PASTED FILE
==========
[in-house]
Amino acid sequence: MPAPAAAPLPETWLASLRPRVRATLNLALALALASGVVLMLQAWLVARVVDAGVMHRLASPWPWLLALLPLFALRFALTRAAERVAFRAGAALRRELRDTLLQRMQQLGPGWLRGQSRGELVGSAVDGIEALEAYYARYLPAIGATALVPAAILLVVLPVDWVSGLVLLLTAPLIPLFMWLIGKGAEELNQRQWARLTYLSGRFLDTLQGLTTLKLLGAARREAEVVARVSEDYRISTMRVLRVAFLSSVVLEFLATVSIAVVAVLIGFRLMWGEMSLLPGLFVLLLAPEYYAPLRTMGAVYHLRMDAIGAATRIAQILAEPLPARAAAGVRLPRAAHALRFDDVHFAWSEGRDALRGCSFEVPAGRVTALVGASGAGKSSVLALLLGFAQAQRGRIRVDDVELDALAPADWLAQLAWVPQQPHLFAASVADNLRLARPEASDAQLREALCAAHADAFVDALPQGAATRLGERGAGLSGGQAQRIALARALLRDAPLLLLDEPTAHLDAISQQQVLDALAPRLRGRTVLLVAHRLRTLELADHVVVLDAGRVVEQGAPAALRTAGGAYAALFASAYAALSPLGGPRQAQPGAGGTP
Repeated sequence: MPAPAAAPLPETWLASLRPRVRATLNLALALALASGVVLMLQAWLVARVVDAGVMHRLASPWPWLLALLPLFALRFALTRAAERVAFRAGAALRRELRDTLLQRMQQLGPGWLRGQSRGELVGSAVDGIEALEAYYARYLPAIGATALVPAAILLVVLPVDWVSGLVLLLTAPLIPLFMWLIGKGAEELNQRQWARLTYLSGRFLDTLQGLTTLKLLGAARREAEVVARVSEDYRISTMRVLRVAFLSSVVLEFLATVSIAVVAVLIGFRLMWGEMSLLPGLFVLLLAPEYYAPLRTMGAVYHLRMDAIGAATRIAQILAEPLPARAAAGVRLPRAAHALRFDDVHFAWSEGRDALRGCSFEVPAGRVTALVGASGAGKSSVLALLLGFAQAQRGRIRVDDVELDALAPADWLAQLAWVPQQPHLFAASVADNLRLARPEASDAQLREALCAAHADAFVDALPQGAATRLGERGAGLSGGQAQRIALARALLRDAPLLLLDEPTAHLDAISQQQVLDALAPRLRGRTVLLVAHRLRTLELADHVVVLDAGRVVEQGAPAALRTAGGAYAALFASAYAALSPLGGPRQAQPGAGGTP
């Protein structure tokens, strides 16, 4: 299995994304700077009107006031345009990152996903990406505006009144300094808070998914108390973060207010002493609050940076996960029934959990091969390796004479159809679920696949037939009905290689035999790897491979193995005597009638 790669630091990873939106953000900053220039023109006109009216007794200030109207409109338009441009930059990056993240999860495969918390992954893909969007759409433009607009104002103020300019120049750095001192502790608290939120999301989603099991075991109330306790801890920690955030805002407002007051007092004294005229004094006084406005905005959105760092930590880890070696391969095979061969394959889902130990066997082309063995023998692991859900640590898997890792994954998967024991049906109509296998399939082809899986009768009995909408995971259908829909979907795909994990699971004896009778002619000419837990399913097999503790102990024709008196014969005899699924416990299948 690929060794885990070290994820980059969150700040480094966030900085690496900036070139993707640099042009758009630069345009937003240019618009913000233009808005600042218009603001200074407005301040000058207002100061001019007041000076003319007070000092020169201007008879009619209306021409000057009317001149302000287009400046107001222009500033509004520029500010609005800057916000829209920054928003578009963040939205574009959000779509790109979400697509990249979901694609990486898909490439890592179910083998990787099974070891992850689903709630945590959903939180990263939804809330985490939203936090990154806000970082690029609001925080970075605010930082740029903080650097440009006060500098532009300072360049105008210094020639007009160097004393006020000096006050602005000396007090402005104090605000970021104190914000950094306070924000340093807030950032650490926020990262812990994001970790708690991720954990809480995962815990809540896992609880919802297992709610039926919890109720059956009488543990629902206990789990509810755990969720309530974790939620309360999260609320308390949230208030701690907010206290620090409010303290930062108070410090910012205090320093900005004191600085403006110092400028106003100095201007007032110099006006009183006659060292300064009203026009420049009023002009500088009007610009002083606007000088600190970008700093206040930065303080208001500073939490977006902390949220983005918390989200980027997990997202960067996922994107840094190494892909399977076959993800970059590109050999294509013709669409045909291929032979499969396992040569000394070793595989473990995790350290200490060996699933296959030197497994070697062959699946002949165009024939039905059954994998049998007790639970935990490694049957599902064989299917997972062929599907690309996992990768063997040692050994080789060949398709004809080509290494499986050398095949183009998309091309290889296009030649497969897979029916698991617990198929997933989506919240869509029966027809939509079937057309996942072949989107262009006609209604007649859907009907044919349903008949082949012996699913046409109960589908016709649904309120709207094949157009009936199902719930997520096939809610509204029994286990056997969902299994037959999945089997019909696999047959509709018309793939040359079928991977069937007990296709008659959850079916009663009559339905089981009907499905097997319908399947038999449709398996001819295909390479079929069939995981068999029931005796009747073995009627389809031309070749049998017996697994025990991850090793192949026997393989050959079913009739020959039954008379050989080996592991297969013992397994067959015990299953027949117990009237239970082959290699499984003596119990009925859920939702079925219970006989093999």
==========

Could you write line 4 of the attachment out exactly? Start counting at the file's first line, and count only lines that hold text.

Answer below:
């Protein structure tokens, strides 16, 4: 299995994304700077009107006031345009990152996903990406505006009144300094808070998914108390973060207010002493609050940076996960029934959990091969390796004479159809679920696949037939009905290689035999790897491979193995005597009638 790669630091990873939106953000900053220039023109006109009216007794200030109207409109338009441009930059990056993240999860495969918390992954893909969007759409433009607009104002103020300019120049750095001192502790608290939120999301989603099991075991109330306790801890920690955030805002407002007051007092004294005229004094006084406005905005959105760092930590880890070696391969095979061969394959889902130990066997082309063995023998692991859900640590898997890792994954998967024991049906109509296998399939082809899986009768009995909408995971259908829909979907795909994990699971004896009778002619000419837990399913097999503790102990024709008196014969005899699924416990299948 690929060794885990070290994820980059969150700040480094966030900085690496900036070139993707640099042009758009630069345009937003240019618009913000233009808005600042218009603001200074407005301040000058207002100061001019007041000076003319007070000092020169201007008879009619209306021409000057009317001149302000287009400046107001222009500033509004520029500010609005800057916000829209920054928003578009963040939205574009959000779509790109979400697509990249979901694609990486898909490439890592179910083998990787099974070891992850689903709630945590959903939180990263939804809330985490939203936090990154806000970082690029609001925080970075605010930082740029903080650097440009006060500098532009300072360049105008210094020639007009160097004393006020000096006050602005000396007090402005104090605000970021104190914000950094306070924000340093807030950032650490926020990262812990994001970790708690991720954990809480995962815990809540896992609880919802297992709610039926919890109720059956009488543990629902206990789990509810755990969720309530974790939620309360999260609320308390949230208030701690907010206290620090409010303290930062108070410090910012205090320093900005004191600085403006110092400028106003100095201007007032110099006006009183006659060292300064009203026009420049009023002009500088009007610009002083606007000088600190970008700093206040930065303080208001500073939490977006902390949220983005918390989200980027997990997202960067996922994107840094190494892909399977076959993800970059590109050999294509013709669409045909291929032979499969396992040569000394070793595989473990995790350290200490060996699933296959030197497994070697062959699946002949165009024939039905059954994998049998007790639970935990490694049957599902064989299917997972062929599907690309996992990768063997040692050994080789060949398709004809080509290494499986050398095949183009998309091309290889296009030649497969897979029916698991617990198929997933989506919240869509029966027809939509079937057309996942072949989107262009006609209604007649859907009907044919349903008949082949012996699913046409109960589908016709649904309120709207094949157009009936199902719930997520096939809610509204029994286990056997969902299994037959999945089997019909696999047959509709018309793939040359079928991977069937007990296709008659959850079916009663009559339905089981009907499905097997319908399947038999449709398996001819295909390479079929069939995981068999029931005796009747073995009627389809031309070749049998017996697994025990991850090793192949026997393989050959079913009739020959039954008379050989080996592991297969013992397994067959015990299953027949117990009237239970082959290699499984003596119990009925859920939702079925219970006989093999």